5. On the issue of whether it violated the CBA by failing to bargain prior to the
layoff, the Employer argues that the CBA does not require
any negotiation over layoffs.
The Employer argues that the parties have agreed in the CBA that Employer's
duties were to: (1) ". . . notify the
6. The Employer argues that it has not improperly transferred Bargaining Unit work
to any other members of the Bargaining Unit, arguing that
if the remaining Union employees should be required to take on additional
work that was previously performed by the laid off employees, there are no
conceivable contract violations because the Employer is clearly permitted to
conduct layoffs and to manage the assignment of work within a particular job
classification under the CBA.
The Employer further argues that it is clearly permitted under Section 12.9
to create new job classifications, and that it clearly satisfied the
requirements of the contract by promptly notifying the
The Arbitrator has seldom been faced with a situation of greater gravity and with more compelling and complex countervailing concerns and issues. While sympathizing with the Employer’s significant financial problems and concerns involved in the conversion of the formerly non-profit medical center to a commercially viable operation, the Arbitrator is limited to an analysis of the terms and conditions imposed upon the parties by the clear language of the CBA, and notes that as the successor-in-interest to St. Francis Medical Center, it clearly assumed those duties pursuant to the terms of its acquisition of its predecessor’s assets and liabilities. The Arbitrator sympathizes with both parties, particularly given the statements made by the Employer’s predecessor-in-interest regarding the one year guarantee; and, given the Employer’s currently severe financial situation.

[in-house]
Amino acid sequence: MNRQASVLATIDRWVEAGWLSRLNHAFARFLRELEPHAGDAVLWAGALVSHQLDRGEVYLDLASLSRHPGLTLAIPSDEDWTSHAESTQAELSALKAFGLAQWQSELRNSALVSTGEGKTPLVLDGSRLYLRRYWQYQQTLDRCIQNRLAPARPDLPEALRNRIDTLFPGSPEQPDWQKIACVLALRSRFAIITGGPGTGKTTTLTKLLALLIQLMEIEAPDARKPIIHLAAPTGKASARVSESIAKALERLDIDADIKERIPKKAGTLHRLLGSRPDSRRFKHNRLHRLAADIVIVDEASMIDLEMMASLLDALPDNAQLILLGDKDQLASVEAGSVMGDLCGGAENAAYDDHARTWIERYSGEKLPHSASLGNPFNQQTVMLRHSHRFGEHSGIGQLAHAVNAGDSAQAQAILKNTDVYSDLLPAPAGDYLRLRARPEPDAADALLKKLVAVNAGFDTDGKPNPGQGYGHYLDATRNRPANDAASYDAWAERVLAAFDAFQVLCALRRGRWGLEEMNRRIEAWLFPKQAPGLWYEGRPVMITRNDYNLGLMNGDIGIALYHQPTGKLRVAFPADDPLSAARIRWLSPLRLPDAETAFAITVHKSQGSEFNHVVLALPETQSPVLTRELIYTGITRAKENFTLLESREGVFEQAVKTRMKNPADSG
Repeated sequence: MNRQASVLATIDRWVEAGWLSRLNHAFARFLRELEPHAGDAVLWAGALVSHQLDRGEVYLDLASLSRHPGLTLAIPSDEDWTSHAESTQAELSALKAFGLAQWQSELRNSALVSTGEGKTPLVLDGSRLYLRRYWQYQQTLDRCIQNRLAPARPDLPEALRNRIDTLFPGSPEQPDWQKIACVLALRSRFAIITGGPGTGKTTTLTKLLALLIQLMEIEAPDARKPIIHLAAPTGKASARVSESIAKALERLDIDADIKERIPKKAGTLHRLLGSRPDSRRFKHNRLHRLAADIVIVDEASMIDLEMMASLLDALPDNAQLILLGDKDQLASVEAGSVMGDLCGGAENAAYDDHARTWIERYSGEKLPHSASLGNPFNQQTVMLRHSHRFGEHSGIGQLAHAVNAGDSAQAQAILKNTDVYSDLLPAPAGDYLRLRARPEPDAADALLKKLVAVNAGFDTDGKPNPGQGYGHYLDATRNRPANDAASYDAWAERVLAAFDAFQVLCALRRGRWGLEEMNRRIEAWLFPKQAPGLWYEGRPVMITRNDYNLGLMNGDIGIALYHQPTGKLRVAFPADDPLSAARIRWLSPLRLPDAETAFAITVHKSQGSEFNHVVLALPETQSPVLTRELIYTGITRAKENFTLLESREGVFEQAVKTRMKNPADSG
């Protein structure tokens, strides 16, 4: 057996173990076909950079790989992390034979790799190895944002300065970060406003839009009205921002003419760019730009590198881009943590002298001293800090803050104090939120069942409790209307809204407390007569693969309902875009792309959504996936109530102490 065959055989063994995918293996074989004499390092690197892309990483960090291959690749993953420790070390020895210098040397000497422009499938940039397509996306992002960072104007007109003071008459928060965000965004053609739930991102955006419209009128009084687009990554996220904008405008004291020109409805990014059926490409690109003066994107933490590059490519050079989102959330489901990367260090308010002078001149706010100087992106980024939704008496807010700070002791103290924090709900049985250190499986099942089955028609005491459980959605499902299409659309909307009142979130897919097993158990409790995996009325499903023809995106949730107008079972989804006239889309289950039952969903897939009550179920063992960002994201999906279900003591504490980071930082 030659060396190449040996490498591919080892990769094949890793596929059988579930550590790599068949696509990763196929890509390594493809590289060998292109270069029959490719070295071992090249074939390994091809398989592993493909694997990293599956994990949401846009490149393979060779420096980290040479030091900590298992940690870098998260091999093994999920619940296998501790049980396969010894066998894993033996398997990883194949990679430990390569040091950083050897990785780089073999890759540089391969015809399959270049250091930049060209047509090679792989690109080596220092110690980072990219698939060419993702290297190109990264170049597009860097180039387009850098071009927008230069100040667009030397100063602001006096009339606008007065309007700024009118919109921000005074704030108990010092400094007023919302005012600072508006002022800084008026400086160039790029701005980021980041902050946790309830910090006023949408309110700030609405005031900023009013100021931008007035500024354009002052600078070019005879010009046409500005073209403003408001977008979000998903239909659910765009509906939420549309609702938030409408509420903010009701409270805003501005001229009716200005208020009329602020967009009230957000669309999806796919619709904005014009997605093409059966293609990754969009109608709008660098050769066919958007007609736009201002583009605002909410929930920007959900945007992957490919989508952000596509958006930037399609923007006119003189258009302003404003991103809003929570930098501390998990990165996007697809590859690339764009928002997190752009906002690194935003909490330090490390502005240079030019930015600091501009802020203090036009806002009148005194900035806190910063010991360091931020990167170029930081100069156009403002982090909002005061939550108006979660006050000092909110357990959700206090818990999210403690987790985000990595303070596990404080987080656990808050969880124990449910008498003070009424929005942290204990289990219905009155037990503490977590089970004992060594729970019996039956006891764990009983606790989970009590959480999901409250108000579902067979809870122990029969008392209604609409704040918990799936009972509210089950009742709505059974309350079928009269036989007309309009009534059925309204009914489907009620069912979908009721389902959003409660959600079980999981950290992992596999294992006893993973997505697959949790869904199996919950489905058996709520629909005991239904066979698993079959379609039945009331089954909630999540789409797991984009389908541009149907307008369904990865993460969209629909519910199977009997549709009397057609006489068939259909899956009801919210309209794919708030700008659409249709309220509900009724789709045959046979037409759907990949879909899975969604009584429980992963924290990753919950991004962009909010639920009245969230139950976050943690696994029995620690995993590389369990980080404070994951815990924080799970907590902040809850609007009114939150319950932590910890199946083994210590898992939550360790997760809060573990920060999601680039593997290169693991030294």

However, representations made by an absent party that were not incorporated into a letter or memorandum of understanding attached to the CBA, and Employer’s exigent financial circumstances cannot be considered in the Arbitrator’s analysis of the duties imposed on the parties under the CBA.
finds on the record that the Employer did not guarantee that any of the
Arbitrator also finds that on the record before him the
the Employer’s argument that the CBA does not require any negotiation over
layoffs, and that under the CBA that Employer's duties were to: (1) ". . .
As to the
creation of the new classifications and job duties, the Employer’s argument
that it is clearly permitted under Section 12.9 to create new job
classifications, and that it satisfied the requirements of the contract by
promptly notifying the Union of the proposed wage rate and providing two
copies of the new job description, misinterprets the clear language of the
CBA. It was clearly
contemplated that such classifications and changes were intended by the
parties to be part of a negotiated process that entitled the